Pre Celtic Tiger Ireland

South Korea is the most remarkable of the whole lot.

In 1953, at the end of the Korean war, it had approximately the same GDP per capita as Rwanda.

Over the prior 50 years it had been repeatedly fucked over by Japan, China, Russia and North Korea.

That it's definitely one of the most advanced countries in the world today is a minor miracle. That advance was achieved under constant, imminent threat of destruction.

I'm not referring to nukes, Seoul is well within artillery range from the North Korean border. There's estimated to be 6,000 pieces of artillery aimed at South Korean population centres.

And then, of course, there's missiles. And now nukes.

It's a different world.
Japan, South Korea, and Germany were all rebuilt by the US and Europe. Korea is protected by a massive US military presence. I have several friends who have served in Korea.
 

How bad boy

Full Member

S. Korea ranks 4th in ‘relative poverty’ among 38 OECD members​


South Korea ranked No. 4 among 38 global economies in terms of the percentage of its population living on less than half the median disposable income, data showed Monday, reflecting significant wealth disparities in the country.

According to the Organization of Economic Cooperation and Development, Asia’s fourth-largest economy posted a relative poverty rate of 16.7 percent in 2018-2019, the fourth-highest rate among its 38 member nations. In general, most OECD members are high-income economies classified as developed nations.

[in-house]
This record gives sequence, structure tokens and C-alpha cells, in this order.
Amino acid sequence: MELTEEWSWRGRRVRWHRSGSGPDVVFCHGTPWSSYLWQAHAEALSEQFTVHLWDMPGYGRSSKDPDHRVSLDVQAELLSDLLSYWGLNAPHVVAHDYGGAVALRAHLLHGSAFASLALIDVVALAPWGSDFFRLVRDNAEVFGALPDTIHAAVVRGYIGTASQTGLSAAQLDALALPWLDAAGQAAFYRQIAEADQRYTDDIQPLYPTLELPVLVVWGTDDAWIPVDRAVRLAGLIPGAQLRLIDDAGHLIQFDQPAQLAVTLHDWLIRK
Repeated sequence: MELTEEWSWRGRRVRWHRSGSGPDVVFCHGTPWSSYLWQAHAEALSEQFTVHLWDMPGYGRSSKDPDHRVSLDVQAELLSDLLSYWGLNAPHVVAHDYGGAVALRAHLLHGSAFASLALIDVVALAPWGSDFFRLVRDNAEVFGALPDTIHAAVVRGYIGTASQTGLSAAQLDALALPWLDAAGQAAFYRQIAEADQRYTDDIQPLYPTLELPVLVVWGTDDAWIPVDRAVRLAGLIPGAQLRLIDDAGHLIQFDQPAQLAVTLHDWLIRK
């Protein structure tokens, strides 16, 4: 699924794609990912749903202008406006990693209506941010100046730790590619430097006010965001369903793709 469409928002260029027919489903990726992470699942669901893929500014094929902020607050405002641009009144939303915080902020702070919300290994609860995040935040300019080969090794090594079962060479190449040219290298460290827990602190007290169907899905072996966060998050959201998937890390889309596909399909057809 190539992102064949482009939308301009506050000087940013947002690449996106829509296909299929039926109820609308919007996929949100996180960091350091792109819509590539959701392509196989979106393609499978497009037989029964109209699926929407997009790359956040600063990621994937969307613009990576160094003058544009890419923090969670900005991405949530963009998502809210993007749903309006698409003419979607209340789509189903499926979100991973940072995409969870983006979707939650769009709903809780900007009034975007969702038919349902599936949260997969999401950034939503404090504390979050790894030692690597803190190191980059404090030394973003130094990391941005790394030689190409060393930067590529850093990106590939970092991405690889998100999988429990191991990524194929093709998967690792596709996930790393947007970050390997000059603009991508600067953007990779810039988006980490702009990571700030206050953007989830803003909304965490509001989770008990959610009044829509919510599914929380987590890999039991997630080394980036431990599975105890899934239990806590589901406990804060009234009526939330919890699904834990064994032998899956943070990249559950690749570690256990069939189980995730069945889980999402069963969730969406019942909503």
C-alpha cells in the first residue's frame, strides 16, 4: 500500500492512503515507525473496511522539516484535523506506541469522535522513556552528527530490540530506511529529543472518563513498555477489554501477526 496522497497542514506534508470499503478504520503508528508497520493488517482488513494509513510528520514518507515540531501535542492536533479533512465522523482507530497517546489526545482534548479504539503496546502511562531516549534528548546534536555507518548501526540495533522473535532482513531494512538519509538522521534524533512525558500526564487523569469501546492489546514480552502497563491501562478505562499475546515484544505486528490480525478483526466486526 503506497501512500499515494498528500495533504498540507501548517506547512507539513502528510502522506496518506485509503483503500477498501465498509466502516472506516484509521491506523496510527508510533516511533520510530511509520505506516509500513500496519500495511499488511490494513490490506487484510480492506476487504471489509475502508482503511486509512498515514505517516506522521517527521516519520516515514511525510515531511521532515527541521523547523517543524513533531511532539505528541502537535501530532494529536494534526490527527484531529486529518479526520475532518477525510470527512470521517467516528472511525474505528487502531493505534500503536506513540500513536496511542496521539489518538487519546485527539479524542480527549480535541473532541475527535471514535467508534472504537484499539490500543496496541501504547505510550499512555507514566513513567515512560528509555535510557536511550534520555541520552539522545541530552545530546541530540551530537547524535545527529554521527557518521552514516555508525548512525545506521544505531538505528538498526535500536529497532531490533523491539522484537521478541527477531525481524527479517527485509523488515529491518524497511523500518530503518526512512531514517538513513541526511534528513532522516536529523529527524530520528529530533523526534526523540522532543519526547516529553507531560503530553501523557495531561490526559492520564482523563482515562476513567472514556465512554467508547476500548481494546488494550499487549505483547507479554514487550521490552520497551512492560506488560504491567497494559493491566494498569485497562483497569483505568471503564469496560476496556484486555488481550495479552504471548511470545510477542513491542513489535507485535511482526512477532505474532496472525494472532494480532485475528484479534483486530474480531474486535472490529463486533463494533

The figure translates into the fact that 1 out of 6 South Koreans lives in relative poverty. This year, the yardstick for 50 percent of the median disposable income here stood at 914,000 won ($781.93) for a single-person household and 2.4 million won for a household with four people.

South Korea’s relative poverty rate was 5.6 percentage points higher than the current OECD average of 11.1 percent.

Costa Rica -- the OECD’s newest member, having joined in May this year -- was No. 1 on the list with a relative poverty rate of 20.5 percent. The United States was No. 2 at 17.8 percent and Israel was next at 16.9 percent.

Behind South Korea, Japan came in at No. 5 with 15.7 percent, Italy at No. 6 with 14.2 percent and the United Kingdom at No. 7 with 12.4 percent.

Meanwhile, Iceland came in last with 4.9 percent, reflecting the country’s relatively low income inequality.

The data reminded onlookers of Netflix’s smash hit series “Squid Game,” in which players in deep financial debt participate in a death match to win a grand prize worth billions of won. The show highlights income disparity in South Korea and features characters often shunned by society and driven into poverty, including North Korean defectors and migrant workers, they said.